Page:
Neighbours talking over the garden gate has long been a tradition. They share gardening tips, complain about the weather and pests yet are ever eager to discuss their gardens. That is what I had in mind when creating this blog. So stop by my garden gate to find out the latest happenings in my garden.

Happy Gardening!

Garden Gnome
"All my life through, the new sights of Nature made me rejoice like a child." ~ Madame Marie Curie"

Friday, June 19, 2009

New Raised Beds Layout

Over the past weekend we worked on two new raised garden beds (more here). The beds are being created while we are continuing to rip out existing vegetation so the new beds were not planned using Garden Manager software mainly because the beds were going in late spring. I would have to reboot in Windows as well since this software is not Mac compatible. I've been using the combined with square foot gardening method combined with companion plantings in raised beds for 8 years now. Over the years I have learned a lot with respect as to what I can and can't do with this type of gardening. The grid is critical for square foot gardening. This year the beds are being laid out very similar to my former large square food garden as they are created because this layout has been tried and tested. However, the layouts are being designed for maximized planning for the 2010 growing season that will begin as soon as the first seed catalogues of the 2010 season arrive.

bed 1 garden planBed 1

I used MS Word for windows to create a template for the garden beds. If you have followed this blog you will know I number my beds usually in order of creation. This is simply for reference. At the top of the template I put the label 'bed _____' which is important not only for the working sheets but also the final layouts. Each bed is 4' x 10' so I created a table consisting of 4 columns and 10 rows. That gave me 40 cells representing the 40 squares I have to work with in each bed. I use a separate layout sheet for each bed. The beauty of planning using a computer is you can easily change the cells as desired until you get what you want then plant according to your plan when it is finished. I printed off a copy then set about working with the plant I had.

A square foot garden bed should not be planted willy nilly. It should be planted according to the grid. The location and sun exposure needs to be considered. I like to lay the beds in a north to south orientation with taller plants at the north end of the bed and shortest plants at the south end. This maximizes sun exposure for all the plants. I plant parsley and other plants that rabbits like to munch on, towards the centre of the bed and behind a barrier of marigolds. This technique worked well for my former garden but I will be adding a low fence around the entire perimeter of this garden. Each plant is then set in place and recorded on the working copy. For bed 1 where all of the plants are annuals there is no need to include the scientific names on either the working sheet or the computerized copy but they are indicated in my gardening journal along with notations as to their performance and any problems.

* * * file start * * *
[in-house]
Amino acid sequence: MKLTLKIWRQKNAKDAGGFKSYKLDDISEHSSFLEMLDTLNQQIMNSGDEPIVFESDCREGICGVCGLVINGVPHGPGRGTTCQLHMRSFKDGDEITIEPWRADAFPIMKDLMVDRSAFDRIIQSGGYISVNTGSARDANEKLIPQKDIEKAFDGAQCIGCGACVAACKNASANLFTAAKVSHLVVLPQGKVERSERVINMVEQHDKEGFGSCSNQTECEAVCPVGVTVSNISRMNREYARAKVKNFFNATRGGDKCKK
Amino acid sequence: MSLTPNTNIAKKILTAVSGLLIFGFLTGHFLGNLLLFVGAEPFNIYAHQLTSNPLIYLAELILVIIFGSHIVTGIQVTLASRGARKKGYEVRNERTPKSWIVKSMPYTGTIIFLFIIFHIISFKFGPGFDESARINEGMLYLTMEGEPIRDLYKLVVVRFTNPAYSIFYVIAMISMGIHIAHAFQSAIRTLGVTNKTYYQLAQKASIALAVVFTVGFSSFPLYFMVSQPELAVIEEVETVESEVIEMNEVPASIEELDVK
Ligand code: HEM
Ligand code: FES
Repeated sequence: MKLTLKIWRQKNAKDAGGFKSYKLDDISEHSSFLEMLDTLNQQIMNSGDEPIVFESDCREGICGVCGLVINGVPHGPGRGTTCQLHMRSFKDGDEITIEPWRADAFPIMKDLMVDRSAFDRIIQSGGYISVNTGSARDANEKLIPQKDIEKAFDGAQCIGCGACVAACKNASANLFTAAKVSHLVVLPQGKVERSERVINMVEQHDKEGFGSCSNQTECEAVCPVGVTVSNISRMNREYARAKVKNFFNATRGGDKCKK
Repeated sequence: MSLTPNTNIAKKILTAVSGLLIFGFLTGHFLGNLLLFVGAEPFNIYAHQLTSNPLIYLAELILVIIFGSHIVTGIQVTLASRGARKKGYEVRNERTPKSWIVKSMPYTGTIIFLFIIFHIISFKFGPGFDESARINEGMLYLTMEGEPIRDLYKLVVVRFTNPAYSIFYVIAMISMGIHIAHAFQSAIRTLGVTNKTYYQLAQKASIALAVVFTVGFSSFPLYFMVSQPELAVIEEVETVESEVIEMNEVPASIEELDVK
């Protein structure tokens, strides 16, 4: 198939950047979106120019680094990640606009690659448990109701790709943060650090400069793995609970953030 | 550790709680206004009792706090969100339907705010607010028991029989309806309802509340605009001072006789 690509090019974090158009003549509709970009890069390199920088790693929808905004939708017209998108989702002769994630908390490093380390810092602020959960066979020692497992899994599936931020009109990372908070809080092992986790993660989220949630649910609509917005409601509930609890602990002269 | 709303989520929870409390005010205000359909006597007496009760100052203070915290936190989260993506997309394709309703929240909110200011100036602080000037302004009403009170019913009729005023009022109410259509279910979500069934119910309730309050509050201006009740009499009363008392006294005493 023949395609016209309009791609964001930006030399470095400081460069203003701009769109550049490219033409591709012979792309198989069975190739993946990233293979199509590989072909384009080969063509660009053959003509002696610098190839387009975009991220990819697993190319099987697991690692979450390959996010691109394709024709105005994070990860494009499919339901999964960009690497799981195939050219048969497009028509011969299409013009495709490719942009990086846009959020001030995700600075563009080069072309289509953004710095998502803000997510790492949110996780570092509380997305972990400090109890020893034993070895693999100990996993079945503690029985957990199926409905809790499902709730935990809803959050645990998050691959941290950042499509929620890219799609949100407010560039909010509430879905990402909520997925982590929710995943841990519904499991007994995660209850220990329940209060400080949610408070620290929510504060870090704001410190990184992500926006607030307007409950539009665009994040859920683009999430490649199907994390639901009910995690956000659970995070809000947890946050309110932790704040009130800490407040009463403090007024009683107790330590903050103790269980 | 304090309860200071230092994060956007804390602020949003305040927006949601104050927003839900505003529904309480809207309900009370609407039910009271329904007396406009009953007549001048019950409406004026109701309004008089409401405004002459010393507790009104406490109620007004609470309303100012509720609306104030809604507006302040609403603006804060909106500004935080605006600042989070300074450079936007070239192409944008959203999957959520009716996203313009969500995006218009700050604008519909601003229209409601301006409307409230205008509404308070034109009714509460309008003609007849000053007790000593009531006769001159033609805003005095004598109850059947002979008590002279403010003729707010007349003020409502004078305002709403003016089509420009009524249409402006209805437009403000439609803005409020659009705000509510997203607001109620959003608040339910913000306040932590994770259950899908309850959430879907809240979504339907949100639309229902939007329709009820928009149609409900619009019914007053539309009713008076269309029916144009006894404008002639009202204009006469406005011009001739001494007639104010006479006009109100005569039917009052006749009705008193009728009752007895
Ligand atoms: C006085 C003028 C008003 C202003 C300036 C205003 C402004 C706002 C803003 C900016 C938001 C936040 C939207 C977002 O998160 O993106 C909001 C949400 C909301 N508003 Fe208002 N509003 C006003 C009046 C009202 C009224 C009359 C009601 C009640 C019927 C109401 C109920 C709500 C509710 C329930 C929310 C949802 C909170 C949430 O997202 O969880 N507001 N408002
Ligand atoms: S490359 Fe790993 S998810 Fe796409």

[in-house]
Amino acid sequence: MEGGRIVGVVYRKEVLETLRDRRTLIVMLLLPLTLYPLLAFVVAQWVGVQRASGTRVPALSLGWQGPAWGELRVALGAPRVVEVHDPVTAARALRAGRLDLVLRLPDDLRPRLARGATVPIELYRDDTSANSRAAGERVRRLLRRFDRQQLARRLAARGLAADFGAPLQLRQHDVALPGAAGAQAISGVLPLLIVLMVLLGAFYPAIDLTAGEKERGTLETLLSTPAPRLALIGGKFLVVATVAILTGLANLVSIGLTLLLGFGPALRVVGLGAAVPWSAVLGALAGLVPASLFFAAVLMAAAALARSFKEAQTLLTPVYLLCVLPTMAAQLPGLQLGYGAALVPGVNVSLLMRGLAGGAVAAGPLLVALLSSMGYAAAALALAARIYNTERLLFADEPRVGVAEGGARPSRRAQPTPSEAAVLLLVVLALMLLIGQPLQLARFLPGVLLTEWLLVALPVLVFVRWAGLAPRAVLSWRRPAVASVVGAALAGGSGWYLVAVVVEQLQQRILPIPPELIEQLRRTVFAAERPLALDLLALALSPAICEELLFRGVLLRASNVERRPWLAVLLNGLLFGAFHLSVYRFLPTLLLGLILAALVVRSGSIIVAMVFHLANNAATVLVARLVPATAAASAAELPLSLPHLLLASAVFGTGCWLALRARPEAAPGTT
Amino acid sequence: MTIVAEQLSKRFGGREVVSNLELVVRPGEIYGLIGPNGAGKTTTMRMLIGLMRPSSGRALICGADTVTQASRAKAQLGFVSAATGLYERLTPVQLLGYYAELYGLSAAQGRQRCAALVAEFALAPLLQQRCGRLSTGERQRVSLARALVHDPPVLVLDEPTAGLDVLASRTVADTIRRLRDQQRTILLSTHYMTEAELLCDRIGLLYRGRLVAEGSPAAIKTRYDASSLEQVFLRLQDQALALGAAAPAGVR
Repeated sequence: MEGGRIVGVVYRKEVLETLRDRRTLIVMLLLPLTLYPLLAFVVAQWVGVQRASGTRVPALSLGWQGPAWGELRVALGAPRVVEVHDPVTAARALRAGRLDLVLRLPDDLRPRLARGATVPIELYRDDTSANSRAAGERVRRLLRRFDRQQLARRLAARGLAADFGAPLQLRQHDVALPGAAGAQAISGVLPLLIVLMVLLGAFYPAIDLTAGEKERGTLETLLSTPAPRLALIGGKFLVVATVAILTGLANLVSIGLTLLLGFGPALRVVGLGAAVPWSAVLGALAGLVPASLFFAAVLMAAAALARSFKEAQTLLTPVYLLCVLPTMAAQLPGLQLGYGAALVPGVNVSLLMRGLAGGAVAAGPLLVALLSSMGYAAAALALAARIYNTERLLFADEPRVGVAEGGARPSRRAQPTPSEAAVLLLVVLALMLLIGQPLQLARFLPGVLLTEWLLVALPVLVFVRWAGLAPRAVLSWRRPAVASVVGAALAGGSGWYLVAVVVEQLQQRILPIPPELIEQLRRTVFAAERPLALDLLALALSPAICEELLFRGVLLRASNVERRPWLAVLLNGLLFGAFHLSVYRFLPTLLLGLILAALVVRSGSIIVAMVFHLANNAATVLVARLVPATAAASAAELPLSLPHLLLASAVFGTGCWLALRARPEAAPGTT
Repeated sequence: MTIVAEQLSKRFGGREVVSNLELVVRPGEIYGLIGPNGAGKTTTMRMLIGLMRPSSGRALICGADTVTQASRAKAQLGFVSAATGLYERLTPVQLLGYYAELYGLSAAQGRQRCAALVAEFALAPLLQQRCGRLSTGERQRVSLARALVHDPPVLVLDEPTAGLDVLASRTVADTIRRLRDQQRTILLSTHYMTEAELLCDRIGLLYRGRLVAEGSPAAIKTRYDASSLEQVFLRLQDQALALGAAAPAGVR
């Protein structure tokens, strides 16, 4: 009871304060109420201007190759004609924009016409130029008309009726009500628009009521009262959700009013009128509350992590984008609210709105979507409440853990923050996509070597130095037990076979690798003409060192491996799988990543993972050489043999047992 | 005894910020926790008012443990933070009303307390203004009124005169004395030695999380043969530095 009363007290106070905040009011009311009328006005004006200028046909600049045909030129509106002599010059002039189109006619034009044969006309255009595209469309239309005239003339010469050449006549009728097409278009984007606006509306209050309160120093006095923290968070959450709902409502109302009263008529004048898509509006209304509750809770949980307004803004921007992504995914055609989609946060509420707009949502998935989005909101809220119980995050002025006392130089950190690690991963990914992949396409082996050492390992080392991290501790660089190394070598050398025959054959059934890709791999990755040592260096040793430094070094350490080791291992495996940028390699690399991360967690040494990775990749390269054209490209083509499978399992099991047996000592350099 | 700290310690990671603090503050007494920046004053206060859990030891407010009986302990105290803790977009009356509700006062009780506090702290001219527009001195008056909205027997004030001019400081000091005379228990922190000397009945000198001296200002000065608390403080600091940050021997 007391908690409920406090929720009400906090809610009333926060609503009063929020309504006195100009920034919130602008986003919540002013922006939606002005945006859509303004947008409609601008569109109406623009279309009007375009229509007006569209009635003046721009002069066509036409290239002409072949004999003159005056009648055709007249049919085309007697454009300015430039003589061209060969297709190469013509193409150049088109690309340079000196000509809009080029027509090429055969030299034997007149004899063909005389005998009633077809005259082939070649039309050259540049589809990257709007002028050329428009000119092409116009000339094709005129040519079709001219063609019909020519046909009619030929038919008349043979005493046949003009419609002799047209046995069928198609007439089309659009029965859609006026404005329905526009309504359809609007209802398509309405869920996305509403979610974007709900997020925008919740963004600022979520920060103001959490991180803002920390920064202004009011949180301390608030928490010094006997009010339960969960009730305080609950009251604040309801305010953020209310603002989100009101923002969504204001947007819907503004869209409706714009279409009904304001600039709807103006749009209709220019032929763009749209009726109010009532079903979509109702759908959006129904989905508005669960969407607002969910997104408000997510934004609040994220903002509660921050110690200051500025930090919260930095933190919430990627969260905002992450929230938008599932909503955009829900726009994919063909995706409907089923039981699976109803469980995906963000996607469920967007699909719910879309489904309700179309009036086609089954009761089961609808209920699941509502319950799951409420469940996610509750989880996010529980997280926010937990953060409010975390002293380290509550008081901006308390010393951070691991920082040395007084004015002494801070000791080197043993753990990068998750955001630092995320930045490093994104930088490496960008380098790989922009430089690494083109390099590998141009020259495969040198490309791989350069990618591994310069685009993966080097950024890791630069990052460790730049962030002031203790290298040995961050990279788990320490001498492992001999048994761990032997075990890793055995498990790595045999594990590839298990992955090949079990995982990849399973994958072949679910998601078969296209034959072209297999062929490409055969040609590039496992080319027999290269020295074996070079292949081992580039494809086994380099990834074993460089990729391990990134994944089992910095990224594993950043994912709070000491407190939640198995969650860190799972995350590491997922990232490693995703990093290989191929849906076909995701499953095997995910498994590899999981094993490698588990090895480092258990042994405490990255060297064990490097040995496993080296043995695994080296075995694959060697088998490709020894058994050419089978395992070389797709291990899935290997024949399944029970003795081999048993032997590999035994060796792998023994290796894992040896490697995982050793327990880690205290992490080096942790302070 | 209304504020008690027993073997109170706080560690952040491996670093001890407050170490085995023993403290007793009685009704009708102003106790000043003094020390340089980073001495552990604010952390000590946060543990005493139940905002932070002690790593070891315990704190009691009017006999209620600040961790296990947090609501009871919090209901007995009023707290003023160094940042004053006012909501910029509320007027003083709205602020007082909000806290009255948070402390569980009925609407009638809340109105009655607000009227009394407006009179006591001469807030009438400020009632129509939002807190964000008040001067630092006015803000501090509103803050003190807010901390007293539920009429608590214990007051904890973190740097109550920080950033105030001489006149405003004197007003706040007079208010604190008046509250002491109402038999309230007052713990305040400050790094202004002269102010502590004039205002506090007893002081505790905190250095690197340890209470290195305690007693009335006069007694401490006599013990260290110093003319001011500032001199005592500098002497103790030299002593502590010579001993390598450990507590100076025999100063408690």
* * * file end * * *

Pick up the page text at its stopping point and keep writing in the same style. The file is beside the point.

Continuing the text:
Pictured is the layout for Bed 1 consisting mainly of tomatoes, peppers and greens. Thirty-two of the 40 squares are currently planted. Over the following week I will be checking the local nurseries for any compatible plants I can pop in these squares. The nice thing about buying plants late in the season is their prices are greatly reduced. With a little TLC they will perform quite nicely as well.

herb garden planHerb Bed

Bed 2 is the herb garden consisting of perennials, biennials and annuals. The herb bed takes a bit more planning. Unlike an annual bed, only portions of this bed layout will change over the next several years. Over time the grid becomes non-existent unless it is constructed from a material that doesn't break down. Plant identification tags have a tendency to go missing as well. I like to use the computerized copy of the layout as later identification of the various herbs. I include the botanical names as well to avoid confusion as there are often more than one cultivar of the herb growing in the bed. Above the name of each herb I indicate in brackets whether the herb is perennial, biennial or annual. It really helps with the overall herb bed planning because at some point there won't be room for the annual herbs as the perennial and biennial herbs spread.

It is important if considering any invasive herb especially those in the mint family to contain them in pots dug into the space, plant them in their own small raised beds or confine them to areas where spreading is restricted. If this is not done they will quickly take over your herb bed choking out the other herbs. So choose your herbs wisely!

Twenty-six of the 40 available squares are planted. From experience sage and chives get quite large so over time will likely take up the end 8 square feet but for now they will only take up one square each. The squares around these two herbs will be planted with annuals for the time being with the exception of lavender started from seed. I have not had good luck starting lavender from seed but if successful I will move the plant to a more appropriate location. In the meantime I have a few herbs started indoors to be transplanted to the garden when they are ready and I will again be checking the nurseries.

Happy Gardening!

Garden Gnome


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